Picpoul Blanc 2016
Anna's Estate Vineyard
90pts, Doug Wilder
90 points, Purely Domestic Wine Report
The nose is golden current, dried lemon with a subtle note of baked stone fruit tart with butter crumb crust. The palate is a crisp lemon and nectarine with a dewy melon on the finish along with bright, integrated acidity. Drink 2017 – 2020.
Picpoul Blanc is an ancient variety, a native of the Languedoc region of southern France. Known for its ultra crisp lemon-tang personality, it is sometimes called the Muscadet of the Mediterranean. In Occitan, the local dialect, Picpoul translates as “stings-the-lips.” Adelaida planted 1.8 acres of this obscure grape in 2007 in a lower elevation, southwest facing corner of our Anna’s Vineyard. Often blended with other richly endowed white Rhone varieties to add a dollop of characteristic bright acidity, as a stand-alone variety it is particularly worthy of seafood matching possessing a fresh mineral tinged tropical complexity.
The wine is star bright with greenish-yellow glints, giving off aromatics of citrus rind, pineapple and wheatgrass leading to crisp, pungent flavors of lime and grapefruit, finishing with length and a taste of preserved lemons and tropical greenness. Best enjoyed in the near term, drink through 2020.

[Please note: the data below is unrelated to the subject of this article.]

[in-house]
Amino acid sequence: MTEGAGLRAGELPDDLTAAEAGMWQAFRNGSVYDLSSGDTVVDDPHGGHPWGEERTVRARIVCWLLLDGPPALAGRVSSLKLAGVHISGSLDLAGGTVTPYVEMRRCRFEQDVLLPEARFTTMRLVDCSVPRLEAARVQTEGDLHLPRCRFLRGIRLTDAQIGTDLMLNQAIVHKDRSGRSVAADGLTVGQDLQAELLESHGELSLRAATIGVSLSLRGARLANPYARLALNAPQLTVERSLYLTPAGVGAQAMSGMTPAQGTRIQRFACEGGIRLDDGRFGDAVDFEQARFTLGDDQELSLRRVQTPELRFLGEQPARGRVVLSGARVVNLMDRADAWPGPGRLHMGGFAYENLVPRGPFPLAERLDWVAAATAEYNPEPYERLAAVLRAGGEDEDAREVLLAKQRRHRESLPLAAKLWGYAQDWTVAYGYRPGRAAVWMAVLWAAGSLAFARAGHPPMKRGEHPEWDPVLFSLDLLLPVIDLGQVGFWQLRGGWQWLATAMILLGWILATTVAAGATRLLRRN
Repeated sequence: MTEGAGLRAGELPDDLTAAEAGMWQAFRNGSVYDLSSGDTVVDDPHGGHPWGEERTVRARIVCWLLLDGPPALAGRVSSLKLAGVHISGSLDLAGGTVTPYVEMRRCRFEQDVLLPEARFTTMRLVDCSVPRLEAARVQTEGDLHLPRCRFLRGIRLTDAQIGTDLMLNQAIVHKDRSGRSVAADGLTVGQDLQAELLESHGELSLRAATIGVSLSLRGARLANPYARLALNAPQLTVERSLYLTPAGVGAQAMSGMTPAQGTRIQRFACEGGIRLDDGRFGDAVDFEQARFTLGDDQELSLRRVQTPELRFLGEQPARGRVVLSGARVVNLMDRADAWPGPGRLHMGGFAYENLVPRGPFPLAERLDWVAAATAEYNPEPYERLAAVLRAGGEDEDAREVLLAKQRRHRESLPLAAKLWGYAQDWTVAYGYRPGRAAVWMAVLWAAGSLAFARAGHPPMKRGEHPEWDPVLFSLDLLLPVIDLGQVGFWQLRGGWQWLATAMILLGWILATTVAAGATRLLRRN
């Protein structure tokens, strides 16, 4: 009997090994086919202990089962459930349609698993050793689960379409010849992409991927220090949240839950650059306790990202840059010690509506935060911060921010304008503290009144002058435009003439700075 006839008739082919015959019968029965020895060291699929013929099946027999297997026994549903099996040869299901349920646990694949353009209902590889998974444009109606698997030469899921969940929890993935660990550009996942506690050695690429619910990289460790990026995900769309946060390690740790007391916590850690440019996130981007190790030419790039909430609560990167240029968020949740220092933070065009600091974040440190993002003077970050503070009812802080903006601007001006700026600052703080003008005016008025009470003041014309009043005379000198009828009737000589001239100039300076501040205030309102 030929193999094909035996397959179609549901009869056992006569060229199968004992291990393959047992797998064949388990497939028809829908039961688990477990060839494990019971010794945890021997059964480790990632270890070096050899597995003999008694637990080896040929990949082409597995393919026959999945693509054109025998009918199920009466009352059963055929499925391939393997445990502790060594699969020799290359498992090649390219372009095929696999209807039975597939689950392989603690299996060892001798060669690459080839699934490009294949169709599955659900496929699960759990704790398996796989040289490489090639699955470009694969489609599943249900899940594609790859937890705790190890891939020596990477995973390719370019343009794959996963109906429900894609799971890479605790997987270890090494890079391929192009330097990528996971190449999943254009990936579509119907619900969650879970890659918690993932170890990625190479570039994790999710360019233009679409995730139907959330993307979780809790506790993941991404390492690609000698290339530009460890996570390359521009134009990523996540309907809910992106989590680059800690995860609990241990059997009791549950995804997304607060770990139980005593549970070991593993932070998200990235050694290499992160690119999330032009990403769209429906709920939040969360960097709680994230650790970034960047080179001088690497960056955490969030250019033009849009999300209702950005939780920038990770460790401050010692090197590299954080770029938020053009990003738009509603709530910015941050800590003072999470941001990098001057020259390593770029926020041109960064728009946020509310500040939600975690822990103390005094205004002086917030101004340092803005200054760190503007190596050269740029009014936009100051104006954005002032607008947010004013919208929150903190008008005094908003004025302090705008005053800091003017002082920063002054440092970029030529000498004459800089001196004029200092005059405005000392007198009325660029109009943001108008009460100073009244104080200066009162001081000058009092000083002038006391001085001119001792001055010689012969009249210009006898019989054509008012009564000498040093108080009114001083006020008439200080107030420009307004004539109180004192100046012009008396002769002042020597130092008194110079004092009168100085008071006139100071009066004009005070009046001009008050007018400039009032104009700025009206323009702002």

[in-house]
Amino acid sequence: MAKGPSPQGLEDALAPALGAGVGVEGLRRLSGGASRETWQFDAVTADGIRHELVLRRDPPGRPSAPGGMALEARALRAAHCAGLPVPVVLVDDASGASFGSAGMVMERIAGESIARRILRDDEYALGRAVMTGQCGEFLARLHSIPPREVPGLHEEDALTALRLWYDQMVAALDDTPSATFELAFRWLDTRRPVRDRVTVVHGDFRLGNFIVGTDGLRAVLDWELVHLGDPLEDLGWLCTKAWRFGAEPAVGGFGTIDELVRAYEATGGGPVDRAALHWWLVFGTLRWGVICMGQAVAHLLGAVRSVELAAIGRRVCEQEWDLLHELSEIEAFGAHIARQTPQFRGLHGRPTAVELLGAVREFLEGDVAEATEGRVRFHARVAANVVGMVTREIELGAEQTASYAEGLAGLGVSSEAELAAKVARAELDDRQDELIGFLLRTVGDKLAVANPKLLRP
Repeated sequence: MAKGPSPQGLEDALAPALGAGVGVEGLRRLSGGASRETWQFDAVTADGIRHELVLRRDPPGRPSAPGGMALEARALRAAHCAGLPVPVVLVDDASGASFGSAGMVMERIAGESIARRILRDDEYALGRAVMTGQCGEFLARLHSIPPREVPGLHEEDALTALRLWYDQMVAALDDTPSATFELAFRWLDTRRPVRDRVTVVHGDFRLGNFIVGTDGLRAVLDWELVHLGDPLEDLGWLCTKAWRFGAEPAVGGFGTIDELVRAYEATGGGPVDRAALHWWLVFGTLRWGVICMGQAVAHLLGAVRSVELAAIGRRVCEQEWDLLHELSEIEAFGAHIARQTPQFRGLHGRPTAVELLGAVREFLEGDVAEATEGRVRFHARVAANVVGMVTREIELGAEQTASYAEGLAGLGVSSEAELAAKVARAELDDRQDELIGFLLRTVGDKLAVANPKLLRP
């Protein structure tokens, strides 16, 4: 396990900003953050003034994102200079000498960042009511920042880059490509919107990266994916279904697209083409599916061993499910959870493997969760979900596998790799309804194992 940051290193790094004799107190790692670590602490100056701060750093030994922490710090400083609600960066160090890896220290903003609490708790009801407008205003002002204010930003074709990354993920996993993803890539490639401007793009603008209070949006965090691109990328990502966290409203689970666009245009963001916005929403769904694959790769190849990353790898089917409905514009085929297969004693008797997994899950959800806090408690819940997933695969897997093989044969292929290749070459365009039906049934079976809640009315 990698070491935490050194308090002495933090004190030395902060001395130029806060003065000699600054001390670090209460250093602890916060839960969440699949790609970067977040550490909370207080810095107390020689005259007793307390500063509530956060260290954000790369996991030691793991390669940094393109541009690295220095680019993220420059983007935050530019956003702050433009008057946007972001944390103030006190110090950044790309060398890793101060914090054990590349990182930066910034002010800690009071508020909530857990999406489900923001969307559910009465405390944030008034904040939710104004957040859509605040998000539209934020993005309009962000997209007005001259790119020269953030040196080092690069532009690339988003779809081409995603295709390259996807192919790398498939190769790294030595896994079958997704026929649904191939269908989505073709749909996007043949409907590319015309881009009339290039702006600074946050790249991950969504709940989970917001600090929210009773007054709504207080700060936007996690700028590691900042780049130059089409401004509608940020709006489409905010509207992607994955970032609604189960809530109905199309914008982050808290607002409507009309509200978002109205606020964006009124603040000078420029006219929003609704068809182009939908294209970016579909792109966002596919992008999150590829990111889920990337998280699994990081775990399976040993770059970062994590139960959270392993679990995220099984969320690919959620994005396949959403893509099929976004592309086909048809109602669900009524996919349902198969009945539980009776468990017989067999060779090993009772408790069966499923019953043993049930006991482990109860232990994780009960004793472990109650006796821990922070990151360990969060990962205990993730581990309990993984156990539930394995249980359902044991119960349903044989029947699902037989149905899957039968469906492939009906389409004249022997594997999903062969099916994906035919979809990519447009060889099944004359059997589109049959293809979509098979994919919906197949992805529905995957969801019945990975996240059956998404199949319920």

Sea Scallops in lemon basil butter over angel hair pasta; Braised chicken thighs with olives, lemon and fennel; lump meat crab salad with mint and Vietnamese fish sauce
Named for Elizabeth Van Steenwyk’s grandmother, this mountainous 48-acre vineyard sits above and around HMR vineyard and supports Adelaida’s Rhône program. The white varieties planted in 2007 lie at the lowest point of the vineyard where they benefit from a pooling of cooler air. Viognier is planted near the top as it thrives when it is warmer and receives more sun. The red varieties, planted between 2001 and 2006, benefit from ideal sun exposure at the top of the steep, south-facing ridge location and exhibit the nuanced flavors of their elevated mountain site.
Always picked near the end of the harvest season, this year in the last week of September, the fruit overcame the stress of the continuing drought yielding plump clusters of greenish tinged juice. An early morning pick, the grapes were hand sorted, whole cluster bladder-pressed, moved to tank for an overnight settling, then transferred to mostly neutral French oak barrels (10% new) where it fermented on indigenous yeast, underwent a partial malo-lactic conversion and rested on its yeast lees for eight months.
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